The 5 Biggest Misconceptions About Human Trafficking

At STOP THE TRAFFIK we work to raise awareness of human trafficking, because this is one of the best ways to protect those who are targeted by human traffickers. By learning about the nature of human trafficking, we can make it harder for human traffickers to hide their crimes and empower communities to recognise and disrupt the tactics of human traffickers.

Since knowledge is one of our main tools for disrupting the activities of traffickers, misconceptions about the nature of human trafficking can be harmful to the fight against the buying and selling of people. Confusions about what trafficking is, how it can take place, or  what it looks like mean that spotting and preventing trafficking in communities is all the more difficult.

So, here are 5 of the biggest myths about human trafficking and the actual truths they conceal.

 

MYTH 1: Human trafficking always takes place in illegal industries

It’s true that some cases of human trafficking take place within illegal industries. Children or teenagers are forced to work in cannabis ‘factories’ set up in residential premises. , forced into sex work or sometimes even bought and sold for organ harvesting.

But one of the big problems is that human trafficking is part of supply chains of companies selling everyday products like tea, chocolate and clothes. People are made to work in terrible conditions, and not given the pay that they were told they would receive. Big companies often don’t even know where the materials products come from – but it is their responsibility to know and to make sure their products aren’t coming from forced labor. STOP THE TRAFFIK campaigns for companies to root out human trafficking in their supply chains.

MYTH2: People who are being trafficked will always try to seek help

Human traffickers often use psychological means of control over those they are trafficking – such threats and deception. The trafficker might threaten to harm a person’s family if he escapes, or may make promises about the pay the person will receive.

This means that people who are being trafficked may not seek help even if they are in public places or situations where people could be made aware of their circumstances. They may be afraid of the consequences if they do, or they may be getting deceived by human traffickers. If you suspect someone is being trafficked, the fact that they aren’t trying to get help doesn’t mean that they are okay.

MYTH 3: People who are trafficked are always taken by force

Traffickers often prey on people who are already in vulnerable situations. Their biggest tools are deception and psychological manipulation, which means they often don’t use force to take away peoples’ freedom.

In Tamil Nadu, India, traffickers visit poor and marginalized communities to persuade parents to sign up their daughters for employment in textiles factories. They will give false promises about the hours, wages and working conditions – and will even show parents pictures of modern, clean buildings as examples of where their daughters will be working. Given these promises, the parents willingly send their daughters away to the factories. But the reality is that the girls sent off with the traffickers will be forced to work long hours in hazardous conditions, and most do not even receive the pay they were promised.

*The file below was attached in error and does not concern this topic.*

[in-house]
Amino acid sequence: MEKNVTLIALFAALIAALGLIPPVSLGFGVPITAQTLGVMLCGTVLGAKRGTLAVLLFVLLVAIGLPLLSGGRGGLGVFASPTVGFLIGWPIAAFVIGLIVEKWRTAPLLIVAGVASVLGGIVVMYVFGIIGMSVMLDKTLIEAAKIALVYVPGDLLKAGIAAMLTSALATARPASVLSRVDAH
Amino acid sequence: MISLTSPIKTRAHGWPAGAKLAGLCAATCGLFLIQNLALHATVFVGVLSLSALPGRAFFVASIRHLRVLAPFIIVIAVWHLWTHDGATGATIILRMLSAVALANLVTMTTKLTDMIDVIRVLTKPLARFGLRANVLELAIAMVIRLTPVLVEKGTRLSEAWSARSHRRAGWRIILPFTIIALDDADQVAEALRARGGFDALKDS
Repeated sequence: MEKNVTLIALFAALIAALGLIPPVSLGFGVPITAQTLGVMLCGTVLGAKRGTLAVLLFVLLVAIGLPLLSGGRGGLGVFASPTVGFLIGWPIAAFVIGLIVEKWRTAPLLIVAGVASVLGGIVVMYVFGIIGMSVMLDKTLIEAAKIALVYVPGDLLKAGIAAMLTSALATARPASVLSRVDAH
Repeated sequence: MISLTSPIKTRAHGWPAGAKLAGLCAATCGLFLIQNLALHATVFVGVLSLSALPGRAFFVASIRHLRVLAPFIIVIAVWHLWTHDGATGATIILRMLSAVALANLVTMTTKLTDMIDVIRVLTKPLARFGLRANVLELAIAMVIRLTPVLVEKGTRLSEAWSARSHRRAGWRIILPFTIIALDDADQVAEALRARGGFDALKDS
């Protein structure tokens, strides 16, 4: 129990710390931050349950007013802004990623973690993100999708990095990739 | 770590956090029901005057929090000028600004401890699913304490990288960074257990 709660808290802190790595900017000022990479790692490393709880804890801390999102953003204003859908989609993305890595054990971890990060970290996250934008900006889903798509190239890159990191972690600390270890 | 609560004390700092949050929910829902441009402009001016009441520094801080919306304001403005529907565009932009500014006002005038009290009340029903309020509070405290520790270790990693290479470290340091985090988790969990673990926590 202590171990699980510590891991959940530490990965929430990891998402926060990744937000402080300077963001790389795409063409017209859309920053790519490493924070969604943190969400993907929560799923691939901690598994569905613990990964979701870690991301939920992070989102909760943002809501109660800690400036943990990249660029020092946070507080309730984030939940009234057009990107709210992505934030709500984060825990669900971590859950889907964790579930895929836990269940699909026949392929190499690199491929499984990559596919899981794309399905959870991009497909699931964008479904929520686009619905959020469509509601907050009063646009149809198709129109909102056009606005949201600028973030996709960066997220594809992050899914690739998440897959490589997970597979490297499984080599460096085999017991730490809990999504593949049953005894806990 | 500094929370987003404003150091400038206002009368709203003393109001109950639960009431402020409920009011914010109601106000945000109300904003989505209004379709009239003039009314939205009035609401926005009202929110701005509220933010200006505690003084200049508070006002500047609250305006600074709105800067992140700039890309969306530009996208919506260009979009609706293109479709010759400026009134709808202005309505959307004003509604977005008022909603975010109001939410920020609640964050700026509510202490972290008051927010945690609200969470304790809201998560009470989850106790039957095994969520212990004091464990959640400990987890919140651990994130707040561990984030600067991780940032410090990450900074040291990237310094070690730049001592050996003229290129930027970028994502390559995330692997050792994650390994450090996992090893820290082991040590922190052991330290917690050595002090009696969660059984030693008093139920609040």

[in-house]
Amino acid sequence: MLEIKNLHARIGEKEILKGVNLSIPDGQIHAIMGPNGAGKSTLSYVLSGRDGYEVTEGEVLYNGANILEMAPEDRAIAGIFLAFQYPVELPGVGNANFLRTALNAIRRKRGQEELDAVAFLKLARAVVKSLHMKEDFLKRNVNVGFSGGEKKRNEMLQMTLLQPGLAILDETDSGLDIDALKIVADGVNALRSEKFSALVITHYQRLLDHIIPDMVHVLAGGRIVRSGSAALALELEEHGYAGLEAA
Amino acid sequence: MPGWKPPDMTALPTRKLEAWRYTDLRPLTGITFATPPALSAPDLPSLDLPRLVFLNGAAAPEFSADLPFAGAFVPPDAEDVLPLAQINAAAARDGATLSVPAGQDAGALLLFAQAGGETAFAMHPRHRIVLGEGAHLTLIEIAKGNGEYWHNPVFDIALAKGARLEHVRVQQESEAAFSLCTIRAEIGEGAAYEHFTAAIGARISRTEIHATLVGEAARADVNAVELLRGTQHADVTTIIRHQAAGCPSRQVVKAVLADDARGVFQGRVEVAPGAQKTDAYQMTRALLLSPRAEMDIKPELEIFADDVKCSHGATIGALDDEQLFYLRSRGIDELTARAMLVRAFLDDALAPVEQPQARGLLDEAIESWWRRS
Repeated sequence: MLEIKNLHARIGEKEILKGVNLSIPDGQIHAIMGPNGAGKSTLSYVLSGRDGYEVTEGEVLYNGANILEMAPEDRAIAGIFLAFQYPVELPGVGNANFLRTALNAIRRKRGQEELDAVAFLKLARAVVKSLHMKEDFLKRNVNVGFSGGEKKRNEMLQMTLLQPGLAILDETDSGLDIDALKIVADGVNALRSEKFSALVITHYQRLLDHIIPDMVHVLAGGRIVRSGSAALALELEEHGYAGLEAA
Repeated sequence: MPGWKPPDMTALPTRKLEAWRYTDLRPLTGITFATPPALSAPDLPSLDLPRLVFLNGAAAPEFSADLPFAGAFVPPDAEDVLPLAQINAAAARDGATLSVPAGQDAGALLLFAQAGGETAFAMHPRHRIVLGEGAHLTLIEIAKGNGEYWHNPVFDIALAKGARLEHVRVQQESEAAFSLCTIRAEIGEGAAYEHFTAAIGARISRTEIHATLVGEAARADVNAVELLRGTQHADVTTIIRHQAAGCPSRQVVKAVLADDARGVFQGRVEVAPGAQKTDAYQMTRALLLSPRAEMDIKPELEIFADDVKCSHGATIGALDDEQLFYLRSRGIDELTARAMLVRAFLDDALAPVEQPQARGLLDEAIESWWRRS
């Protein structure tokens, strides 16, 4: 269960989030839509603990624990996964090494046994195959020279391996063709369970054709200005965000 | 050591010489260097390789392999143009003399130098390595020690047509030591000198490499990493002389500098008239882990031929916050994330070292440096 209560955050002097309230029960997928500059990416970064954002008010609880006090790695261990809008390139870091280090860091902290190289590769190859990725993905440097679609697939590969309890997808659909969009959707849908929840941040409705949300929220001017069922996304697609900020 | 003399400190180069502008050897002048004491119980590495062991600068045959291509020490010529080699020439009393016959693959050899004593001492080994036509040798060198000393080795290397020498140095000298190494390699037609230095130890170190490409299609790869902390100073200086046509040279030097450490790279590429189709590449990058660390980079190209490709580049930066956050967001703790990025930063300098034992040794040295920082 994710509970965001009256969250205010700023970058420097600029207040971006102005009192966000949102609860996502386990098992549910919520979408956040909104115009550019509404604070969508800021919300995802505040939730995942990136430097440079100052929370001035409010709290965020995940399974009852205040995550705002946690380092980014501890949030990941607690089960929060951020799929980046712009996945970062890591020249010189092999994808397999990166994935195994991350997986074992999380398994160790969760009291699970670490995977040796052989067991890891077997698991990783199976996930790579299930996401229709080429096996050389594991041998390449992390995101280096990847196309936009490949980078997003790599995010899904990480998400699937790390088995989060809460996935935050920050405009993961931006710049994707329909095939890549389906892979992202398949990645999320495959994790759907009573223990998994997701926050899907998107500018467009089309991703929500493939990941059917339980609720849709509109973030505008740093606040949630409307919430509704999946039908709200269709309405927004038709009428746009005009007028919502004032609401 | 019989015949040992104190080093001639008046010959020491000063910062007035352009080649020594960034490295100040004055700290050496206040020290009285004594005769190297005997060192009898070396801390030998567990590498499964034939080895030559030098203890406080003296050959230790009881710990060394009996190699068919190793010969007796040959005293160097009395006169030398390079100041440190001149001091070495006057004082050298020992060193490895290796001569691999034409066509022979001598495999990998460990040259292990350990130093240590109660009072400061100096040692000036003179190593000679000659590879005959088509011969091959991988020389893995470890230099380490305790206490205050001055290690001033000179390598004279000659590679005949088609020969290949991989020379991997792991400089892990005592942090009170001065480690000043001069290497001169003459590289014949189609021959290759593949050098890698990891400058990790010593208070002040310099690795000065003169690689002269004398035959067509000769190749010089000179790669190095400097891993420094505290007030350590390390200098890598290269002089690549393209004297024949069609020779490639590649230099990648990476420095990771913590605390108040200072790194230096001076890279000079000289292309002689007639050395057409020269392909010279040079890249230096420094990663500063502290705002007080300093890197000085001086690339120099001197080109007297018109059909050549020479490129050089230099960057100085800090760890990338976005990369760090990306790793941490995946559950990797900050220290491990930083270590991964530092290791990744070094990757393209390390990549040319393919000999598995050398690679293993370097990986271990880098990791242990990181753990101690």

MYTH 4: Statistics on trafficking are accurate

Trafficking is a criminal industry based on secrecy – which means that data is difficult to collect and concrete statistics about the scale of human trafficking are hard to come by. The figures quoted by many news sources, even if presented as hard facts, are often just estimates made by experts based on limited number of human trafficking cases that have been detected.

At STOP THE TRAFFIK we use the most credible and frequently quoted statistics, but we always make sure to emphasise that these are just estimates.

MYTH 5: Traffickers only target those in poorer communities

Although some forms of trafficking are more prevalent in poor and rural communities, traffickers can operate anywhere, in any country and in any community. Just because a person is from a developed country or a relatively affluent situation doesn’t mean that they are not at risk from traffickers’ deception and manipulation.

STOP THE TRAFFIK has worked with Sophie Hayes – a woman from the UK who is a survivor of human trafficking and who has now written a book about her experiences set up a foundation to combat sex trafficking and exploitation. Sophie’s situation was very different from living in poverty or in a small rural village – and her story shows that anyone could be targeted by traffickers.

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